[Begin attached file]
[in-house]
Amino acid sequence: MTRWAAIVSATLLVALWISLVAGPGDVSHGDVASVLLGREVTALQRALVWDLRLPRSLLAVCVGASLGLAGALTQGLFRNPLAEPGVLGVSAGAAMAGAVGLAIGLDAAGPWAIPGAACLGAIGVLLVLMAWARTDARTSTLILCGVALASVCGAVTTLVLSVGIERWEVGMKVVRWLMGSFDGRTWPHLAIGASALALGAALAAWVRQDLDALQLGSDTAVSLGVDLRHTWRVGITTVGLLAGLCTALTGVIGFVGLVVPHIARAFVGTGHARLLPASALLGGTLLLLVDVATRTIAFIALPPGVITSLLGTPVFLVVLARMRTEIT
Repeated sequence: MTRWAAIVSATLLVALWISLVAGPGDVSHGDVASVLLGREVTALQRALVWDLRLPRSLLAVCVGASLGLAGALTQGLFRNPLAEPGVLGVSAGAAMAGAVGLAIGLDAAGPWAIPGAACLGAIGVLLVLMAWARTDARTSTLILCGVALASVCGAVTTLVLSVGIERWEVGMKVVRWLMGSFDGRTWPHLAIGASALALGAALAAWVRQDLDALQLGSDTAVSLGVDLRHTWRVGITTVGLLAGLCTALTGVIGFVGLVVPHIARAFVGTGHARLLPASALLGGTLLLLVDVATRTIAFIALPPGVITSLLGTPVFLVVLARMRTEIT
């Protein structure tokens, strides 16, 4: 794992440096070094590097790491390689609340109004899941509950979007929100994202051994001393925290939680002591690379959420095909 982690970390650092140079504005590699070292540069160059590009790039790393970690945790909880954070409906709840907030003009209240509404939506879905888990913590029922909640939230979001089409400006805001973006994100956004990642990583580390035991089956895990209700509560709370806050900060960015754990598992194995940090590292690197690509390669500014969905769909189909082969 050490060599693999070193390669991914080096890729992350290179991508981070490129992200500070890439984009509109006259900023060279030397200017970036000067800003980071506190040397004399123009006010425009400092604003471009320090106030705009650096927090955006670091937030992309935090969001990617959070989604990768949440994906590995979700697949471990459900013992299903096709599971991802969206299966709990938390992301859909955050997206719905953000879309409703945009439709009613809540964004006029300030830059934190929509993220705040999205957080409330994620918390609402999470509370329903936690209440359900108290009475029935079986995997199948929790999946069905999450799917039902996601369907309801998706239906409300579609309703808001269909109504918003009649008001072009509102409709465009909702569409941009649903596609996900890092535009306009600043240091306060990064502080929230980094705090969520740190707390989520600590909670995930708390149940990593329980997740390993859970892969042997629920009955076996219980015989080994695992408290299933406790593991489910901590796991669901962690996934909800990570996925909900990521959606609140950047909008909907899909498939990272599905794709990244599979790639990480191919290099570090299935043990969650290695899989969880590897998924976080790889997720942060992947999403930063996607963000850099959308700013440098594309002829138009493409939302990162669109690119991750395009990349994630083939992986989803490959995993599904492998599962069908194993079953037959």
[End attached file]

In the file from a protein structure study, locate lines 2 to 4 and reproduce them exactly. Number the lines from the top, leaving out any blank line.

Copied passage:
Amino acid sequence: MTRWAAIVSATLLVALWISLVAGPGDVSHGDVASVLLGREVTALQRALVWDLRLPRSLLAVCVGASLGLAGALTQGLFRNPLAEPGVLGVSAGAAMAGAVGLAIGLDAAGPWAIPGAACLGAIGVLLVLMAWARTDARTSTLILCGVALASVCGAVTTLVLSVGIERWEVGMKVVRWLMGSFDGRTWPHLAIGASALALGAALAAWVRQDLDALQLGSDTAVSLGVDLRHTWRVGITTVGLLAGLCTALTGVIGFVGLVVPHIARAFVGTGHARLLPASALLGGTLLLLVDVATRTIAFIALPPGVITSLLGTPVFLVVLARMRTEIT
Repeated sequence: MTRWAAIVSATLLVALWISLVAGPGDVSHGDVASVLLGREVTALQRALVWDLRLPRSLLAVCVGASLGLAGALTQGLFRNPLAEPGVLGVSAGAAMAGAVGLAIGLDAAGPWAIPGAACLGAIGVLLVLMAWARTDARTSTLILCGVALASVCGAVTTLVLSVGIERWEVGMKVVRWLMGSFDGRTWPHLAIGASALALGAALAAWVRQDLDALQLGSDTAVSLGVDLRHTWRVGITTVGLLAGLCTALTGVIGFVGLVVPHIARAFVGTGHARLLPASALLGGTLLLLVDVATRTIAFIALPPGVITSLLGTPVFLVVLARMRTEIT
């Protein structure tokens, strides 16, 4: 794992440096070094590097790491390689609340109004899941509950979007929100994202051994001393925290939680002591690379959420095909 982690970390650092140079504005590699070292540069160059590009790039790393970690945790909880954070409906709840907030003009209240509404939506879905888990913590029922909640939230979001089409400006805001973006994100956004990642990583580390035991089956895990209700509560709370806050900060960015754990598992194995940090590292690197690509390669500014969905769909189909082969 050490060599693999070193390669991914080096890729992350290179991508981070490129992200500070890439984009509109006259900023060279030397200017970036000067800003980071506190040397004399123009006010425009400092604003471009320090106030705009650096927090955006670091937030992309935090969001990617959070989604990768949440994906590995979700697949471990459900013992299903096709599971991802969206299966709990938390992301859909955050997206719905953000879309409703945009439709009613809540964004006029300030830059934190929509993220705040999205957080409330994620918390609402999470509370329903936690209440359900108290009475029935079986995997199948929790999946069905999450799917039902996601369907309801998706239906409300579609309703808001269909109504918003009649008001072009509102409709465009909702569409941009649903596609996900890092535009306009600043240091306060990064502080929230980094705090969520740190707390989520600590909670995930708390149940990593329980997740390993859970892969042997629920009955076996219980015989080994695992408290299933406790593991489910901590796991669901962690996934909800990570996925909900990521959606609140950047909008909907899909498939990272599905794709990244599979790639990480191919290099570090299935043990969650290695899989969880590897998924976080790889997720942060992947999403930063996607963000850099959308700013440098594309002829138009493409939302990162669109690119991750395009990349994630083939992986989803490959995993599904492998599962069908194993079953037959």